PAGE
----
INNOVATIONS BLOG

3D Printing Gives Three-legged Dog Freedom to Walk...

Posted by NOVATION Staff on Apr 10, 2016 8:00:00 AM

The future seems bright for Ziggy the three-legged wonder dog, after specialist surgery at The University of Queensland’s Veterinary Medical Centre at Gatton. Thanks to the care and dedication of his owners, UQ veterinary staff and students, Ziggy is a poster dog for success in the face of adversity. Now a two-year-old border collie with a very sweet disposition, Ziggy was found abandoned in 2014 while still a small puppy. His front right leg was broken and healing incorrectly, requiring amputation. UQ PhD students Rebecca Colvin and Glenn Althor fell in love with the brave little dog and adopted him when he was three-months-old, from the RSPCA at Wacol.

“He was a happy little puppy and didn’t mind at all that he only had three legs,” Rebecca said. “However, a few months later we started to notice that he wasn’t walking well. He was limping, and seemed to be in pain.” “Our local vet referred us to the referral surgical service at the UQ VETS Small Animal Hospital in Gatton, where it was explained that Ziggy had an angular limb deformity as a result of damage to the growth plates in his front leg.”

Senior lecturer in small animal surgery at the School of Veterinary Science Dr Jayne McGhie said Ziggy’s owners had done the right thing in seeking veterinary advice. 

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Topics: Industry News, 3D Printing

Biomedical 3D Textile Technology Using Bioresorbable Polymers...

Posted by NOVATION Staff on Apr 9, 2016 9:00:00 AM

TELFORD, Pa. -- Secant Medical has developed a new 3D textile engineering technology by integrating traditional textile engineering with advanced biomaterials. While 3D printing or additive manufacturing has gained considerable attention as a novel method to create 3D biomedical forms, 3D printing does not always offer the dimensional stability, material selection and engineering properties desired. The 3D textile technology leverages Secant Medical’s long history in developing medical textiles for use in implantable medical applications. Once programed the 3D textile set-up can produce high-quality, mass-engineered structures with a high degree of repeatability. By combining the spatial resolution capability with advanced bioresorbable polymers, Secant Medical uses the company’s proprietary bioelastomer Regenerez® to assist in enhancing the biomechanical properties of these 3D structures. This technology transforms a simple, synthetic textile into an elastomeric scaffold which allows the researcher a broad range of bioresorbable polymers for the structural design. The company has begun development of an anatomical scaffold prototype based on the trachea. The patent pending technology can provide the researcher with off-the-shelf scaffolds for a range of structures in various sizes to meet demographic demands. For instance, the 3D textile engineered trachea scaffold demonstrates the precision of creating 20 C-shaped rings stacked along the length of the prototype with narrow, flexible regions spaced in between to mimic the natural bio-architecture of the trachea.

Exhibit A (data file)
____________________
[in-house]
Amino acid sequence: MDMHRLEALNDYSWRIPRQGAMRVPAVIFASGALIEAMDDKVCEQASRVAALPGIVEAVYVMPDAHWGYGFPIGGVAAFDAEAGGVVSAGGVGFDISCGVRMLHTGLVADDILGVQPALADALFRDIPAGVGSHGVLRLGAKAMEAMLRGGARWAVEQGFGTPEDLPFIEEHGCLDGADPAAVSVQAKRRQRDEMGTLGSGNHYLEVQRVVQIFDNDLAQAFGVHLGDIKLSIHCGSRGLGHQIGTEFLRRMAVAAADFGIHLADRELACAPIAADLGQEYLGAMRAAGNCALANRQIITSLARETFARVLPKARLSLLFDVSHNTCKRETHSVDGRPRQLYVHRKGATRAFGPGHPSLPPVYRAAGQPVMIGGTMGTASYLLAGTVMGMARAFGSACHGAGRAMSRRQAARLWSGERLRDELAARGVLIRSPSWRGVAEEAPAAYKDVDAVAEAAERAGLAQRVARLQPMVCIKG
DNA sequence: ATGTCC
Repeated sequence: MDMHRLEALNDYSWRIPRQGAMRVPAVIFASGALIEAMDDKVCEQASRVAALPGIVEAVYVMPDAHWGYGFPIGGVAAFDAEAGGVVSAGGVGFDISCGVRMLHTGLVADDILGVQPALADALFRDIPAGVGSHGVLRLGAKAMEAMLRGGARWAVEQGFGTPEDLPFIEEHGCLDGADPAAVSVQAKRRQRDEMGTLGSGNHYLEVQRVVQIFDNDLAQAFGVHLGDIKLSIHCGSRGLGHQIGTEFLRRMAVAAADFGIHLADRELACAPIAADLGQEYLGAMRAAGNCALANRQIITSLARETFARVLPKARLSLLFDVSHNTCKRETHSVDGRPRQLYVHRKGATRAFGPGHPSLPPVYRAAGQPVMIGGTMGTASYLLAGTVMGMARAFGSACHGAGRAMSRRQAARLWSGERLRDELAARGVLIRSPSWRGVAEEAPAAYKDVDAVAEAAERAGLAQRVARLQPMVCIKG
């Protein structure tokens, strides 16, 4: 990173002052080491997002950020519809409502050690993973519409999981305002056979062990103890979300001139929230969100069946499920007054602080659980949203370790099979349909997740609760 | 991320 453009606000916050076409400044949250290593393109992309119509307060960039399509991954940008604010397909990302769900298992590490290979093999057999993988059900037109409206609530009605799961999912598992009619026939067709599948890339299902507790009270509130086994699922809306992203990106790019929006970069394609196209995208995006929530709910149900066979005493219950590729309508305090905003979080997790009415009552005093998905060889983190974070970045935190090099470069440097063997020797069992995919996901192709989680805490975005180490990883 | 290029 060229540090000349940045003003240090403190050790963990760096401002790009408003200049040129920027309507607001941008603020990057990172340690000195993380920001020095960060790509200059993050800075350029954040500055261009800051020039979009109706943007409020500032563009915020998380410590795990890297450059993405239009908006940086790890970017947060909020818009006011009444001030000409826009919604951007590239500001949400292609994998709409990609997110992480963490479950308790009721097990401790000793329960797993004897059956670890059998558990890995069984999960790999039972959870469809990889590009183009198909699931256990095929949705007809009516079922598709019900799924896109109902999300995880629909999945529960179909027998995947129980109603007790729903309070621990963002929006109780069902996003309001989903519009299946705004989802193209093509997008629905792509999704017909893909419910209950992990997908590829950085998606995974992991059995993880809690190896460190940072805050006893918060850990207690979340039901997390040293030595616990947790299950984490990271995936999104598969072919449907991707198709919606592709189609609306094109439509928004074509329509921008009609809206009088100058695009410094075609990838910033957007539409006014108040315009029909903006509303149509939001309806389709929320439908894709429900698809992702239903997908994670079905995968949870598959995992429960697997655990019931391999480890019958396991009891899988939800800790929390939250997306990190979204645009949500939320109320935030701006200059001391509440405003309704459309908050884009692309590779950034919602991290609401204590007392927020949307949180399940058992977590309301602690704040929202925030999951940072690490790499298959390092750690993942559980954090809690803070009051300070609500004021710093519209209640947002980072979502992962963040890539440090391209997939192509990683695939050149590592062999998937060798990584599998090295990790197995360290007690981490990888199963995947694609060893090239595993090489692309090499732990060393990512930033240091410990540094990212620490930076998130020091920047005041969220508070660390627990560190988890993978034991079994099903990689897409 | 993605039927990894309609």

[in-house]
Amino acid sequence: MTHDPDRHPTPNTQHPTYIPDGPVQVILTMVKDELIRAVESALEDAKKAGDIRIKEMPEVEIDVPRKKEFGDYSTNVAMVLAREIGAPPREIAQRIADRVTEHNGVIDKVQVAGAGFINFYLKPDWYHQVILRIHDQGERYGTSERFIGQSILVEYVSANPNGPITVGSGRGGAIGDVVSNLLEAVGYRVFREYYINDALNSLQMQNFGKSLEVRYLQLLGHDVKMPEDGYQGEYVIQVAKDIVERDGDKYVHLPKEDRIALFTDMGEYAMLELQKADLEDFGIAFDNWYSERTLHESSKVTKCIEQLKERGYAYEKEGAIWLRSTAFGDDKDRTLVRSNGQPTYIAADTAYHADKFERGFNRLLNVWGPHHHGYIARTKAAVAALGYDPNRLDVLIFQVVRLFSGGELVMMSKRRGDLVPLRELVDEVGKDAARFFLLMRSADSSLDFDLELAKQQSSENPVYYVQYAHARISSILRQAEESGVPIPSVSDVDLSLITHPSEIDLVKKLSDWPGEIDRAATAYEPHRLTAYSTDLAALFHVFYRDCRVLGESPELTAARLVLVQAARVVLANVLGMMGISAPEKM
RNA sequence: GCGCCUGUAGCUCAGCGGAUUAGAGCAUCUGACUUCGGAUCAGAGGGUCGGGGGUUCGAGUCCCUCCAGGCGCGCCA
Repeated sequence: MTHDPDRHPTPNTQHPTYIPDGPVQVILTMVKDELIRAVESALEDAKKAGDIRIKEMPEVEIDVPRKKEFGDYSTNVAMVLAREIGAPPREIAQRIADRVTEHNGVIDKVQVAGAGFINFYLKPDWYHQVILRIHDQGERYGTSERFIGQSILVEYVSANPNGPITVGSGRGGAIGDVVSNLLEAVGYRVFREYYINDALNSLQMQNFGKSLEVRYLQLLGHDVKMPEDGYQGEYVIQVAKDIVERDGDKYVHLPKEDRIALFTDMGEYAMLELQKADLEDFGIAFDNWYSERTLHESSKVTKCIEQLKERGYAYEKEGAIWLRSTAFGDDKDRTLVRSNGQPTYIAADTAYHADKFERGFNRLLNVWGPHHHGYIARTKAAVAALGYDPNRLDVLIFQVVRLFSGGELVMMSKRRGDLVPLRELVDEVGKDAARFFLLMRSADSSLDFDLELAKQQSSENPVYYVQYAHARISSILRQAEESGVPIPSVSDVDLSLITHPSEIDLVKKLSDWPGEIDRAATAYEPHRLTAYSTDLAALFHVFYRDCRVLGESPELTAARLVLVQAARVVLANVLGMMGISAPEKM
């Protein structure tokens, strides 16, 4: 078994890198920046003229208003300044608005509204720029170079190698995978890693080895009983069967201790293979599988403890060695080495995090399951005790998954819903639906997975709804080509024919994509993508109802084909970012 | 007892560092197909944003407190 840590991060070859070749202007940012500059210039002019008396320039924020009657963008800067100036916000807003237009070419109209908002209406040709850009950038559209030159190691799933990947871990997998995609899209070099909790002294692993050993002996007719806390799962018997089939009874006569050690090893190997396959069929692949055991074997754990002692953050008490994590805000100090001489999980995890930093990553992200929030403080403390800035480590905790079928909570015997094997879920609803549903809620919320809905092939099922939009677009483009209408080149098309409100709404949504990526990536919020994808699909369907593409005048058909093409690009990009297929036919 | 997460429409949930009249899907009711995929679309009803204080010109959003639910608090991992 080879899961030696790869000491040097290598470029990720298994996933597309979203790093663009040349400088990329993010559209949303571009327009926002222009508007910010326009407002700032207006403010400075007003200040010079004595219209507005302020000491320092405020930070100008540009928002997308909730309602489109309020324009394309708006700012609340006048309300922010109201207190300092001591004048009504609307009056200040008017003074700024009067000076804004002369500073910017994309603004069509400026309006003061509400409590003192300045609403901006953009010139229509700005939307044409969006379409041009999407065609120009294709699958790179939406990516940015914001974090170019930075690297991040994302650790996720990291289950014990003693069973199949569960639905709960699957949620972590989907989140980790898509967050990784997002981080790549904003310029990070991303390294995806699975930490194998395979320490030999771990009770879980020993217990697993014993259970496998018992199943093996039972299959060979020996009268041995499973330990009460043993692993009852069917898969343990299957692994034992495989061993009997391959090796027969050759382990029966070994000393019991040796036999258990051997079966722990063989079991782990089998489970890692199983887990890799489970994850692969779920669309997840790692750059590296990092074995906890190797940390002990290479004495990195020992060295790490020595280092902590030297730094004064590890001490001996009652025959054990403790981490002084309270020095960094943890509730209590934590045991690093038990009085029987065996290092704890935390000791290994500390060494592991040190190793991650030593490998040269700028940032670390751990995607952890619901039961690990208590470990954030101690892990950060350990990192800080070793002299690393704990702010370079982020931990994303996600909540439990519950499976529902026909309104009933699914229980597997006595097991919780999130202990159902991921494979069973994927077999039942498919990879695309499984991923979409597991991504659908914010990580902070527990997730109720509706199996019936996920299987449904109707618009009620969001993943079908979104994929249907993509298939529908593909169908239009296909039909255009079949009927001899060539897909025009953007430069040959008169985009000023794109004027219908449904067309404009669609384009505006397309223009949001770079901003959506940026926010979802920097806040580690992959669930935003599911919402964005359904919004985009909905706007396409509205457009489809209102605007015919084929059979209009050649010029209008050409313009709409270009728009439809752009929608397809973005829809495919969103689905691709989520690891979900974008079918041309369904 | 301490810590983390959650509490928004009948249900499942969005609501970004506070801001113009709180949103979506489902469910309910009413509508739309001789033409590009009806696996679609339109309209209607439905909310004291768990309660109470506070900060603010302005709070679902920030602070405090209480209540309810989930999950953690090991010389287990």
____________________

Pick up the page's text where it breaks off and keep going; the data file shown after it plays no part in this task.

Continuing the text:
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Topics: Innovative Ideas, 3D Printing

Robots and Healthcare Saving Lives Together...

Posted by NOVATION Staff on Apr 8, 2016 3:30:00 PM

Physicians, nurses and technicians are the superheroes of healthcare. But even Captain Marvel needs a trusted sidekick. Enter the robots. They augment the surgeon’s potential with superhuman precision and repeatability. They help hospitals save costs, reduce waste, and improve patient care. They offer levels of measurability and traceability that only automated machines can achieve. And they provide medical technology developers with proven platforms for new innovations. From radiation treatment to eye surgery, rehabilitation to hair transplantation, and robot therapists to robotic pharmacists, and even a robot phlebotomist, healthcare robots are transforming the fields of medicine across the globe. Probably the most widely known medical robot is the da Vinci® Surgical System made by Intuitive Surgical. The teleoperated robot-assisted surgical system has been used successfully on millions of patients since it was cleared by the U.S. Food and Drug Administration (FDA) in 2000. Indications for use include minimally invasive thoracoscopic, cardiac, urological, and gynecologic procedures.

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Topics: Innovative Ideas, Industry News

Polyair, a Biodegradable Alternative to Traditional Polythene...

Posted by NOVATION Staff on Apr 7, 2016 1:44:25 PM

Polyair is a revolutionary new product launched by Polythene UK as a completely carbon positive biodegradable alternative to traditional polythene. It’s been under development for ten years and is now available as a fully recyclable, carbon positive packaging material. When combined with standard polythene or Polylite, Polyair can provide an environmentally sensitive alternative across the whole polythene product range, so whether it’s films or wraps, bags, covers or tubes that are need we can supply a greener alternative to your packaging solutions. Being carbon positive, Polyair captures more CO2 than it releases during the product lifecycle, meaning it’s one of the greenest packaging materials currently available. Indeed, when launched, it was the only 100% recyclable, carbon positive, packaging material available on the UK market.

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Topics: Innovative Ideas